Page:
While My Eyes Were Closed by Linda Green is on my TBR and so I’m delighted to be featuring an extract from the book today in celebration of the paperback launch. Already available in e-book While My Eyes Were Closed will be available in paperback from 5th May 2016 from Amazon and directly from the publishers Quercus, Waterstones, WH Smith and all good book sellers.
While My Eyes Were Closed
One, two, three . . . Lisa Dale shuts her eyes and counts to one hundred during a game of hide-and-seek. When she opens them, her four-year-old daughter Ella is gone. Disappeared without a trace. The police, the media and Lisa’s family all think they know who snatched Ella. But what if the person who took her isn’t a stranger? What if they are convinced they are doing the right thing? And what if Lisa’s little girl is in danger of disappearing forever?
An Extract from While My Eyes Were Closed
Your body realises you have lost your child before your brain does. The invisible umbilical cord between you snaps. Everything inside you goes loose and limp. Only then does your brain register what is happening. It kicks into action, trying to prove to your body that it is wrong. You do what it tells you, of course. You scramble in every direction. Pulling and pulling on your end of that cord. Hoping that if you pull hard enough, if you shout and kick and scream, if you can only get to the other end, you might somehow find your child still there.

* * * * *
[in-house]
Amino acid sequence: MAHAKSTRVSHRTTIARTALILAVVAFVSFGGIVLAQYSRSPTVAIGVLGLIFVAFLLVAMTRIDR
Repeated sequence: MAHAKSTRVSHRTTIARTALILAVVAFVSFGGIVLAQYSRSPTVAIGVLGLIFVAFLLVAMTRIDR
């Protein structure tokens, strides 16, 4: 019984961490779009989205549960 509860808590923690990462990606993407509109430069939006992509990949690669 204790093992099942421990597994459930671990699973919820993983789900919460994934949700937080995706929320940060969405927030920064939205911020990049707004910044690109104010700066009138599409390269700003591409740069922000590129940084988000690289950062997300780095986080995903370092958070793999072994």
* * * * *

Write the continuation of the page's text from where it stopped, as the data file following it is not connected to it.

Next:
When they are not. When it is clear that they have gone. That is when the guilt kicks in. You are their mother. You have a duty to look after them. And you have failed in that duty of care, therefore you are a failed mother. How can you be anything else when it happened on your watch? While your eyes were closed, for goodness’ sake.
That is when you start to shut down inside. One by one, your vital organs cease to function. It is hard to know how you carry on breathing, how the blood pumps around your body, because you are certainly not doing it willingly.
You wish that somebody would be kind enough to put you out of your misery. Until you realise that this is the price you must pay – to suffer in the way that your child has. You deserve nothing less for letting them down so badly. And so you live your non-existent life. And every day when you wake up, if you have been lucky enough to get any sleep at all, the first word you say is sorry. They can’t reply, of course. But you say it all the same. In the hope that somehow they will hear and forgive you. Even though you know you will never forgive yourself.
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